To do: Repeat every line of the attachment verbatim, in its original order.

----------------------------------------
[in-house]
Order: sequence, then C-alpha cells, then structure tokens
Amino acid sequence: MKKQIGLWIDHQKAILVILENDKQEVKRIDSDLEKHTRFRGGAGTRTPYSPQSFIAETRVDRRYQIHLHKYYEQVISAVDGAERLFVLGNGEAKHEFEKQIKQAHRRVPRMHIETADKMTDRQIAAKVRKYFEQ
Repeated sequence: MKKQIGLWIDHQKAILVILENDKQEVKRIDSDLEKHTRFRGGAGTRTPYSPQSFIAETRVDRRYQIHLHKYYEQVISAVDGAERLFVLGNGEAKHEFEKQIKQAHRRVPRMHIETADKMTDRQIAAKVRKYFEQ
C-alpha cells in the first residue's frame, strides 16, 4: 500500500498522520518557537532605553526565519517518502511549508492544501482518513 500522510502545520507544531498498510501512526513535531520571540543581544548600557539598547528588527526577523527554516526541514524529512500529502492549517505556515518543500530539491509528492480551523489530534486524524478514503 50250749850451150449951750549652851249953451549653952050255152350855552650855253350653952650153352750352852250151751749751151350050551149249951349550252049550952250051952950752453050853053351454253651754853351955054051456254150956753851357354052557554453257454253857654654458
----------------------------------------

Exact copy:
[in-house]
Order: sequence, then C-alpha cells, then structure tokens
Amino acid sequence: MKKQIGLWIDHQKAILVILENDKQEVKRIDSDLEKHTRFRGGAGTRTPYSPQSFIAETRVDRRYQIHLHKYYEQVISAVDGAERLFVLGNGEAKHEFEKQIKQAHRRVPRMHIETADKMTDRQIAAKVRKYFEQ
Repeated sequence: MKKQIGLWIDHQKAILVILENDKQEVKRIDSDLEKHTRFRGGAGTRTPYSPQSFIAETRVDRRYQIHLHKYYEQVISAVDGAERLFVLGNGEAKHEFEKQIKQAHRRVPRMHIETADKMTDRQIAAKVRKYFEQ
C-alpha cells in the first residue's frame, strides 16, 4: 500500500498522520518557537532605553526565519517518502511549508492544501482518513 500522510502545520507544531498498510501512526513535531520571540543581544548600557539598547528588527526577523527554516526541514524529512500529502492549517505556515518543500530539491509528492480551523489530534486524524478514503 50250749850451150449951750549652851249953451549653952050255152350855552650855253350653952650153352750352852250151751749751151350050551149249951349550252049550952250051952950752453050853053351454253651754853351955054051456254150956753851357354052557554453257454253857654654458